Christian Thielemann conducts Tristan with an extraordinary sensitivity and smoothness of articulation. Under his baton the orchestral timbre is remarkably unified and centred, in a manner that is scarcely possible in houses other than Bayreuth. His playing is clearly expressive, but he also holds back, creating a fascinating mixture of emotional distance and seduction. Starting out very quietly in the first bars, he allows the orchestral body to gradually swell into the symphonic waves that ensue, one after the other, building towards the dark and lucid climax on an inverted ”Tristan chord” towards the end of the 11-minute orchestral prelude. The musical stage is magnificently settled when the curtain rises to a scene that is completely different.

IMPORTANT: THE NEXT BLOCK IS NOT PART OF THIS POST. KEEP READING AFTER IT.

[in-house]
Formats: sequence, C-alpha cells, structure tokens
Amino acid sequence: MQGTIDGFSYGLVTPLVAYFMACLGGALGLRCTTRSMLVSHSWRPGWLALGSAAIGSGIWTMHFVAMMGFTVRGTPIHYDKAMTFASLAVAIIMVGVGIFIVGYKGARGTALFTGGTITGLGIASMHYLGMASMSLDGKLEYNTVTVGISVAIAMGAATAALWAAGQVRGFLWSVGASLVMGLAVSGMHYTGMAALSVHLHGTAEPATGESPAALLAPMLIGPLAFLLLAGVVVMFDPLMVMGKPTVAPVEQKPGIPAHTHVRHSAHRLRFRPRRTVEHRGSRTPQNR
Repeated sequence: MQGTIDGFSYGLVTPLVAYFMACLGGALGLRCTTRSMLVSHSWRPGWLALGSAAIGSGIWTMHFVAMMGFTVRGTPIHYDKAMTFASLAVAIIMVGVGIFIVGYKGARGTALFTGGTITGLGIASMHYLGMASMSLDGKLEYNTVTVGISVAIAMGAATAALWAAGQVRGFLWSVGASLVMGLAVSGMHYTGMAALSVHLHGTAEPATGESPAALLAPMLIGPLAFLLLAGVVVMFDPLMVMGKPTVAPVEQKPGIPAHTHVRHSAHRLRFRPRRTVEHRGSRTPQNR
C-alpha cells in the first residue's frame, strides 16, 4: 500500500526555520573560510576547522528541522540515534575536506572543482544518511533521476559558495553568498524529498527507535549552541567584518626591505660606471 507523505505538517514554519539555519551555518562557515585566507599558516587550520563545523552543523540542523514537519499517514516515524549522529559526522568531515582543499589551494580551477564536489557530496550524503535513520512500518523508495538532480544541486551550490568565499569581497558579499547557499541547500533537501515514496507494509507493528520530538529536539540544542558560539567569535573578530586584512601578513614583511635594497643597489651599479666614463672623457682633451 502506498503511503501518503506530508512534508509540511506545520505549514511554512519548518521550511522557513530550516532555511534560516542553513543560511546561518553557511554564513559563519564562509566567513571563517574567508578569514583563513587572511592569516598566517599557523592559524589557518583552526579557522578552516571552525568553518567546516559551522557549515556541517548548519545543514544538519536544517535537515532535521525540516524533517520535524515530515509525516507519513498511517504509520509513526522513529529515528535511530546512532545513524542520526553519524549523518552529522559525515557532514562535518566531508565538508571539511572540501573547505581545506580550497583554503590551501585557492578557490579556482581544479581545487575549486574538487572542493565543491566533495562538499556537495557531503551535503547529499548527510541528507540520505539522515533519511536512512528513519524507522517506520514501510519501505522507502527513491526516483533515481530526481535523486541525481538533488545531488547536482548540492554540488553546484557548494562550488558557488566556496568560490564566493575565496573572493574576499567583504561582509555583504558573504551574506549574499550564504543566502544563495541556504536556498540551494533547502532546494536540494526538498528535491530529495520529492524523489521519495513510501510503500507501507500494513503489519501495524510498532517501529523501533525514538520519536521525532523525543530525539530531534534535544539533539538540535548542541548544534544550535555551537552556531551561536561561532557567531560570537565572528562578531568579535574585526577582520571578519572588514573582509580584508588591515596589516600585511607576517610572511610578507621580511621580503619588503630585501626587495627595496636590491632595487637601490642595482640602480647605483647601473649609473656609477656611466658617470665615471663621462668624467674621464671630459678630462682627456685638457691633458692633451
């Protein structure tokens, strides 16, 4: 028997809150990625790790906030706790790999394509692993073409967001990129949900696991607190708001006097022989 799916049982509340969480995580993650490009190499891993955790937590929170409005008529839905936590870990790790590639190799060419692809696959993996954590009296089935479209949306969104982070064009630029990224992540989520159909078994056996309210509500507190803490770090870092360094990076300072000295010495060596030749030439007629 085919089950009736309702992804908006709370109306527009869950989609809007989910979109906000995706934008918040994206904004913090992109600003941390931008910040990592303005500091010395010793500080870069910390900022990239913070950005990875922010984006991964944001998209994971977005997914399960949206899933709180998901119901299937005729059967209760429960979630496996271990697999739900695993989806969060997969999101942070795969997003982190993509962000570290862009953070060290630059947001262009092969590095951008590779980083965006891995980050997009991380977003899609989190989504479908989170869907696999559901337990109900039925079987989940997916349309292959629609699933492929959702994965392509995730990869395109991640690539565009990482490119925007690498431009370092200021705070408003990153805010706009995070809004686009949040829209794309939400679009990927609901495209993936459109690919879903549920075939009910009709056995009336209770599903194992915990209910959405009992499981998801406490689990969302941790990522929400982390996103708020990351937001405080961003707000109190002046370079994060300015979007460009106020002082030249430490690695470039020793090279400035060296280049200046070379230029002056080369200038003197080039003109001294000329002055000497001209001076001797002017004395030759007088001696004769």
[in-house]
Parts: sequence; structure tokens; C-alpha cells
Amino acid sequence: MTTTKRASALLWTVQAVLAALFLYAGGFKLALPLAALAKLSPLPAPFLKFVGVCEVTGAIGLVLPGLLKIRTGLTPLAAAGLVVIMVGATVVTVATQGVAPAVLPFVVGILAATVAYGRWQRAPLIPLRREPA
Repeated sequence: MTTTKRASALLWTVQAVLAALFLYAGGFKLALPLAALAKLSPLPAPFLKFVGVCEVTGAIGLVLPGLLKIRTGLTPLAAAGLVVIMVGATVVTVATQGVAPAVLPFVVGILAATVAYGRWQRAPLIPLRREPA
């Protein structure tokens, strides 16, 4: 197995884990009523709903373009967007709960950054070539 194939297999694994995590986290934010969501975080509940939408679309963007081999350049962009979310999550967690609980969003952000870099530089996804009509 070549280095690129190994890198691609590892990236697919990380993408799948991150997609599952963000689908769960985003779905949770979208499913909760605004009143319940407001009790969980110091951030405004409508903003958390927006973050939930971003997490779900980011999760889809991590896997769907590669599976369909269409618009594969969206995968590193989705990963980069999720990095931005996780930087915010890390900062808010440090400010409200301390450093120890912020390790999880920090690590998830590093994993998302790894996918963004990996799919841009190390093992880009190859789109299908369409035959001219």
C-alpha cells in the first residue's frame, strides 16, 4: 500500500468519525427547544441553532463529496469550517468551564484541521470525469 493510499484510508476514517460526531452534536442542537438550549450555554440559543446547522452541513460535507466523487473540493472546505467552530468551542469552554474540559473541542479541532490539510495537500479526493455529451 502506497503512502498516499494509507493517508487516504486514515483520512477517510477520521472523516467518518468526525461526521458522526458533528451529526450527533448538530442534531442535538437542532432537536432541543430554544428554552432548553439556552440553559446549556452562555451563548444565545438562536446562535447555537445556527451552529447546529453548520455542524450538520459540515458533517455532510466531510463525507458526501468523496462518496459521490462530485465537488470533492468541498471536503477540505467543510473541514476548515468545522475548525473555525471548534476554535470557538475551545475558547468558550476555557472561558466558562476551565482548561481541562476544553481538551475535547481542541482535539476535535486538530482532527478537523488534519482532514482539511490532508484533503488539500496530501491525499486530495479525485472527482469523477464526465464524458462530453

And what a stage picture! A vertical maze of barriers, terraces, staircases and elevators constantly being closed off or blocked effectively conjures up the social and psychological impossibility for Isolde and Tristan to reach each other during the First Act. The construction, where the protagonists hopelessly chase each other, evokes the “impossible” labyrinths of M.C. Escher. Moreover, the stiff constructions in steely black present a visually striking contradiction to the organic stream of orchestral music. One thinks of the similar contrasting effect created by Erich Wonder’s static, cubistic stage pictures in Heiner Müller’s Bayreuth Tristan back in 1993. The violent labyrinth of physical disjunction becomes an allegory of the inner contradictions in Tristan and Isolde’s feelings, not to mention their intertwined and impossible fates. In Katharina’s interpretation, their mutual love is exposed from the outset. Hence, they have no need for a love or death potion, which they never drink, but instead pour on the ground in a gesture of deep significance.